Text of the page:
John Price by Gertjan Zuilhof

(Zuilhof is a programmer for the Rotterdam Film Festival, this is an excerpt from his blog)

Occasionally research is no more than waiting. There are films and film makers who will not allow themselves to be found in any other way. If you type 'drugs and cinema' in Google you find all kinds of things, but not the name of John Price. If you go to a film database, then you won't find Price at all. Yet the man has an oeuvre, even though I knew nothing of it until recently.

Price wrote to me after my column about Jordan Belson (see Weblog White Light 2). He was wondering if I was also interested in psychedelic solarised colour films. All shot on 16 mm and developed by hand. Usually three minutes long. The length of a 100-foot film reel.

Most of them, he stated, would visually satisfy a cinema full of people who had taken drugs. In this way he provided a new, but probably unviable, selection criterion for films for this programme: "should satisfy a drugged audience".

Of course I asked if he was willing to send examples of his work on tape or DVD. That took a while, because they had to be made. Then I realised why Price had not yet found his way onto the festival circuit. Unlike thousands of his colleagues, he did not mass-mail DVDs of his work to all conceivable festivals and to all those harassed programmers.

According to the biography and filmography he enclosed, Price's interest in the secrets of photography brought him to “alchemistic experiments with film emulsions and film formats.” He often used cheap material past its expiry date or material not intended for filming. He developed by hand so he could influence the colours, tones, tints and grain, but also to allow chance to play a role. So it was all handiwork. All chemical and analogue. And all experimental or at least experimenting. As far as Price is concerned, the digital revolution has not yet taken place and it probably never will. A cave painter in the era of the plasma screen. Yes, and the films are silent ones too.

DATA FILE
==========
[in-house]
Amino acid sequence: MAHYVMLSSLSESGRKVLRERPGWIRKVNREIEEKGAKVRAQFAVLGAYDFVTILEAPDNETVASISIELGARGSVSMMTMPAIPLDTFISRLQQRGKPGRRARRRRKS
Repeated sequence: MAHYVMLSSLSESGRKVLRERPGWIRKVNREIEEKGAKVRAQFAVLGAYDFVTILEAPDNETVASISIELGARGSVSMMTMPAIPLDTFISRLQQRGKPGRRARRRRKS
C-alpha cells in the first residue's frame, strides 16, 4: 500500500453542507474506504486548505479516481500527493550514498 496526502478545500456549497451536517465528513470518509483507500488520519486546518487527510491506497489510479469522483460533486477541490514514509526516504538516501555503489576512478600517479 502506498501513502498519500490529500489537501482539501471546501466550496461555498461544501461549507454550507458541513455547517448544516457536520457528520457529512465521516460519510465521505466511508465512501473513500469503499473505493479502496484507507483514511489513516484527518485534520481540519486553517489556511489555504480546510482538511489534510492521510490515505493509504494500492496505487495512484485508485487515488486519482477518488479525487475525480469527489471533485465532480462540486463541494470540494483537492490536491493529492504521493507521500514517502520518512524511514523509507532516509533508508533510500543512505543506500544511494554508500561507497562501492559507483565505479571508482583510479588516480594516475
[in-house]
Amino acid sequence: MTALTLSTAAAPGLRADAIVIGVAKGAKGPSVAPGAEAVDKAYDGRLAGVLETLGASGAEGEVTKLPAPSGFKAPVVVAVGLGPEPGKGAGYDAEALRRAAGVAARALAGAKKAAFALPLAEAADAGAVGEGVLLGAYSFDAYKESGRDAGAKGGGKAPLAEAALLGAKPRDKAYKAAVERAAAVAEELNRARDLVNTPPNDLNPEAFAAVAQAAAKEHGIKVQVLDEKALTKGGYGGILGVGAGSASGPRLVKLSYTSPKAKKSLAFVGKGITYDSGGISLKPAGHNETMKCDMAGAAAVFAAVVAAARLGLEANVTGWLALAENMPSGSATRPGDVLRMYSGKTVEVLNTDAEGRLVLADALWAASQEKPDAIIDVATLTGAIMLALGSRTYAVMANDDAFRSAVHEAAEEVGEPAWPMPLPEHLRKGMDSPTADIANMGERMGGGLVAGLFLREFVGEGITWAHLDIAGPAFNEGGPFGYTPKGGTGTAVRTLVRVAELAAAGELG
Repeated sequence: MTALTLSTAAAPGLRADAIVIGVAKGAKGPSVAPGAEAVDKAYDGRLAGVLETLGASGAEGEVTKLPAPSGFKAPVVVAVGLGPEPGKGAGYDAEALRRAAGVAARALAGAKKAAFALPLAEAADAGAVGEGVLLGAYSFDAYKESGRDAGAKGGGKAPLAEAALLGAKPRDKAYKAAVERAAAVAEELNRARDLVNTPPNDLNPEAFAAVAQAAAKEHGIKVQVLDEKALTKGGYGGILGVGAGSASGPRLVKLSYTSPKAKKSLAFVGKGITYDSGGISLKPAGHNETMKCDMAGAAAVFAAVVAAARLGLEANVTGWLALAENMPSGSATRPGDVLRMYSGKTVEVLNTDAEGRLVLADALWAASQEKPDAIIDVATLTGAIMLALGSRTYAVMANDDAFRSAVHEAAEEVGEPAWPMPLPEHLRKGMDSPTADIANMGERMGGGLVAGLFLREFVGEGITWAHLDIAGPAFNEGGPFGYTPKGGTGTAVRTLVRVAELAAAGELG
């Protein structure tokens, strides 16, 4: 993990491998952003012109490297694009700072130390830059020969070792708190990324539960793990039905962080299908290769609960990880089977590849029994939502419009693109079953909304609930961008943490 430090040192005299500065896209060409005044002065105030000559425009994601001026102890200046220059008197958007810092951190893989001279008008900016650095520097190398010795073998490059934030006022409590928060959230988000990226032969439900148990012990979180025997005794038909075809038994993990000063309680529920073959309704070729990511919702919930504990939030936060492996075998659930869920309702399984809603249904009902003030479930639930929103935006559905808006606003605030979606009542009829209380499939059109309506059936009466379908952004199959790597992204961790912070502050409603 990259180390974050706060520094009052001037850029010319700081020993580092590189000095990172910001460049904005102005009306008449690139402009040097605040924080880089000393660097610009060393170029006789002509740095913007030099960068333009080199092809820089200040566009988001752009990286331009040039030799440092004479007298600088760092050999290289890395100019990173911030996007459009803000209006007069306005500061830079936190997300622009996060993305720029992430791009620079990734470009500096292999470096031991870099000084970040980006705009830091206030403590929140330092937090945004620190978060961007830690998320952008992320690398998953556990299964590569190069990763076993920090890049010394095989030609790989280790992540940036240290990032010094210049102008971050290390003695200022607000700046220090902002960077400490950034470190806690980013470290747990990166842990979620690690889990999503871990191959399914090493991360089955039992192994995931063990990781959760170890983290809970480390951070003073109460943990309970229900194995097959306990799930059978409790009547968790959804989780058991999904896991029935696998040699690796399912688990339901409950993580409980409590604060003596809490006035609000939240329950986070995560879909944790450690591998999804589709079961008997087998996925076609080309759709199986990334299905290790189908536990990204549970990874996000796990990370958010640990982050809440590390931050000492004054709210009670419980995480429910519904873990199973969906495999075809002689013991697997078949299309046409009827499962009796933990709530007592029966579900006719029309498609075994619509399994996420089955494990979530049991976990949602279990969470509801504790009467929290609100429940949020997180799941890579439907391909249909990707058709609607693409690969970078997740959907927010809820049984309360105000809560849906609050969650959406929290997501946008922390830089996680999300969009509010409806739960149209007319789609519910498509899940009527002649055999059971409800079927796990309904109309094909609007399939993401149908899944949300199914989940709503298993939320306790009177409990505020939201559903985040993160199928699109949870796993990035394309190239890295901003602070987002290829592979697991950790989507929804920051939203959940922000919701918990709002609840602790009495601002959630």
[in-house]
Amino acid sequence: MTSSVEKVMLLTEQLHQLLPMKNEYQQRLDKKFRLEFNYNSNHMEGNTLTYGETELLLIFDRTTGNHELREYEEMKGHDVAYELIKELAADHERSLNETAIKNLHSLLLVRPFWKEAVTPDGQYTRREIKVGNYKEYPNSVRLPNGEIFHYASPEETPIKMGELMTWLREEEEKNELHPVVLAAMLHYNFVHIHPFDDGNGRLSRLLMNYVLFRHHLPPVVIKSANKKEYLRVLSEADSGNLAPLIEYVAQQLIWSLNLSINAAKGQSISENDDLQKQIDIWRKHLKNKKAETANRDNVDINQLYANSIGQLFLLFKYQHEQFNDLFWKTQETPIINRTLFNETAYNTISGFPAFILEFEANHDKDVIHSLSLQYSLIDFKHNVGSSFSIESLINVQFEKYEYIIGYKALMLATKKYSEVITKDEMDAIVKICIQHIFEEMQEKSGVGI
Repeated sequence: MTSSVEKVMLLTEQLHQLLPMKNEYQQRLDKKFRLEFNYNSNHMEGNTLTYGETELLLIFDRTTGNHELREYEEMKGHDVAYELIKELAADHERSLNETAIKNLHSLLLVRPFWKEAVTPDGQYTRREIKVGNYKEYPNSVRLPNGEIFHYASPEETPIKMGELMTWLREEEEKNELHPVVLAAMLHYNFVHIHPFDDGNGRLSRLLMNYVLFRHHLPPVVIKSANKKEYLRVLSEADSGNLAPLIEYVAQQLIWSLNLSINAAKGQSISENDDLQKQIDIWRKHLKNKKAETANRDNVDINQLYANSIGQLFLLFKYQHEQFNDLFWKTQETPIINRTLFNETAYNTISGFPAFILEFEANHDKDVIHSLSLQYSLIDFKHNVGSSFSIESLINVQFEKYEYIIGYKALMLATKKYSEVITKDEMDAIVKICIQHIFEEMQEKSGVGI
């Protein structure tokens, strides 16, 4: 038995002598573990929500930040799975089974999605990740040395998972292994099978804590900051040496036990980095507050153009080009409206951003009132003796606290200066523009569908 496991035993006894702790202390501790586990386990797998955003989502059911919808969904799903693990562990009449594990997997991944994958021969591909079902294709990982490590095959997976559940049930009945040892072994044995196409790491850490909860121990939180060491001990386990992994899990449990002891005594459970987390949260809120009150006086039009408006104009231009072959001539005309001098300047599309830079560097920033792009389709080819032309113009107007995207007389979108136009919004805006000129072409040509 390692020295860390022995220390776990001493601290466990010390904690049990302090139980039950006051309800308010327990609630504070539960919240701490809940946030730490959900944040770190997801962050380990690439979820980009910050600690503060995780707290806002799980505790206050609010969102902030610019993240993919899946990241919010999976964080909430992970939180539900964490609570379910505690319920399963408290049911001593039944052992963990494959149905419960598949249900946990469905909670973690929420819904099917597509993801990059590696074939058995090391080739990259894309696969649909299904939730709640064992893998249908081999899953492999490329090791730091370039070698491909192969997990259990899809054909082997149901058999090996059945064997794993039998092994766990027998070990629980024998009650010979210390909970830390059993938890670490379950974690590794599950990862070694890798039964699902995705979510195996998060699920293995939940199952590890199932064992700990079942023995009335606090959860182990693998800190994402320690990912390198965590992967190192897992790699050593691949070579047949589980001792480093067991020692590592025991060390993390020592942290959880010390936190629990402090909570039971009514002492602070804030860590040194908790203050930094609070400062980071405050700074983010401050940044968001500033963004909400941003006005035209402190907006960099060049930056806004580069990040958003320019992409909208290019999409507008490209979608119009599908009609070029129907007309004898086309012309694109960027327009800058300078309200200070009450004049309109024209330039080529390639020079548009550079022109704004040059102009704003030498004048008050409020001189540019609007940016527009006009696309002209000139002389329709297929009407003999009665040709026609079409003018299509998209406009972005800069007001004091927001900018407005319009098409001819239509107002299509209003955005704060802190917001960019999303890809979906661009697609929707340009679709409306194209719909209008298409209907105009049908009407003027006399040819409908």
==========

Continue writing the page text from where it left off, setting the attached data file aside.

But more important: they are beautiful. You have to see them a couple of times to discover the underlying realistic images through the colourful flowing emulsion, but even on video they work magic. The film stills he sent later, printed straight from the film, provide an even better picture of what the viewer, with or without drugs, can expect during a screening.

Price speaks about reels and less about films when he talks about his work. The way a painter talks about canvases and not as much about paintings. He leaves the whole reel intact. The editing (and the double exposure and fades) are made in the camera. Then the film goes into the chemicals and onto the optical bench.

When I asked him, just to be sure, whether he realizes that his films could be screened in a narcotic context, he wrote that, when looking for special tints of pink and purple for colouring images of a parade and an amusement park, he was under the influence of LSD. I didn't ask any more, because why should you make life any more difficult for a filmmaker?